Warner (Mar 11 2009)


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1mp0£173
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Message 875049 - Posted: 13 Mar 2009, 0:07:59 UTC - in response to Message 875042.

How about an IEEE 1394 raid cluster with it's own ps+case? Then can ship whole enclosure an no need for hot swapping.

Just musing outloud here..

Something like this would likely work because the drive connectors aren't being cycled.
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Message 875054 - Posted: 13 Mar 2009, 0:19:37 UTC - in response to Message 874712.
Last modified: 13 Mar 2009, 0:20:30 UTC

Already said by many - worth repeating nonetheless.

Thank You Matt for taking the time and trouble to Post these Notes. It helps enormously to understand what you guys are doing for all of us, the hassles you go through, and the times when you need the space to do it without excess Posted questions.

During the tough times, keep smiling, there are a huge number of people that you help by what you do. All of you over in the emporium make our lives easier, the silent majority are willing you on, posts or no posts.

There are few things that can be as rewarding in what you all do, nor appreciated so much by so many.

Regards
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Message 875074 - Posted: 13 Mar 2009, 0:58:00 UTC - in response to Message 874712.

Thanks for the update. Wish I had a solution, but with the strong possibility of Arecibo going dark I know spending money isn't in the cards.

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Message 875105 - Posted: 13 Mar 2009, 3:12:46 UTC - in response to Message 875074.

Thanks for the update. Wish I had a solution, but with the strong possibility of Arecibo going dark I know spending money isn't in the cards.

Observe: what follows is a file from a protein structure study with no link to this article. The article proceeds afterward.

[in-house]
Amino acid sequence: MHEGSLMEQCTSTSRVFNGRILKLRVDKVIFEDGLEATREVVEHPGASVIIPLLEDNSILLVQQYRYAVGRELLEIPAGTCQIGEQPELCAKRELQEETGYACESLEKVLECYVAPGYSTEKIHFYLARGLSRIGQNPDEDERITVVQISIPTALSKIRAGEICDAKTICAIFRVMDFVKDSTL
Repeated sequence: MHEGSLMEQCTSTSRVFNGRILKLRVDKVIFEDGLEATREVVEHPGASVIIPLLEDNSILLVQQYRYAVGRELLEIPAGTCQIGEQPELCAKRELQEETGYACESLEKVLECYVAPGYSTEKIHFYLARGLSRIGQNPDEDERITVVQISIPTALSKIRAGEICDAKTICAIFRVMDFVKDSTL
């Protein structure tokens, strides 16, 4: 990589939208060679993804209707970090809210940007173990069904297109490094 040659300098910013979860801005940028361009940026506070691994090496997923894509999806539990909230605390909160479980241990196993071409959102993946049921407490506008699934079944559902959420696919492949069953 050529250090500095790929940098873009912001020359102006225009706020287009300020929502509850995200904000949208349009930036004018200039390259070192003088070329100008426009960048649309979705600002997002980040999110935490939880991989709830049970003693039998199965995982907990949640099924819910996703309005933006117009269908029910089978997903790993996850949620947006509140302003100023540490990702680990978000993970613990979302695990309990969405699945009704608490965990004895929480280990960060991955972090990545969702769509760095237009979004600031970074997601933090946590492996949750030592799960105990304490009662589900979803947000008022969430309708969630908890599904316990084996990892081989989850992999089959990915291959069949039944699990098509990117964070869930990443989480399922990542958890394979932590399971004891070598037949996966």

Well if Arecibo does go dark, what would Seti@home likely do? I asked that question in the Seti@home Science forum but never got an answer. :-(

http://setiathome.berkeley.edu/forum_thread.php?id=52239
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Message 875143 - Posted: 13 Mar 2009, 7:31:11 UTC - in response to Message 875105.


Well if Arecibo does go dark, what would Seti@home likely do? I asked that question in the Seti@home Science forum but never got an answer. :-(



*chuckle*
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Message 875153 - Posted: 13 Mar 2009, 11:13:17 UTC - in response to Message 875105.

Well if Arecibo does go dark, what would Seti@home likely do? I asked that question in the Seti@home Science forum but never got an answer. :-(


Here's a crazy idea?

Maybe the crunchers on each continent could put dishes on their roofs,point them all at the samesame part of the sky, sync them with GPS timing and we could start another boinc project to combine all the outputs into one data stream for Seti.

The effective dish size would be orders of magnitude larger than Aricebo, there would be more than one part of the sky being scanned simultaneously, and localised interference would get swamped by the overall signal combining.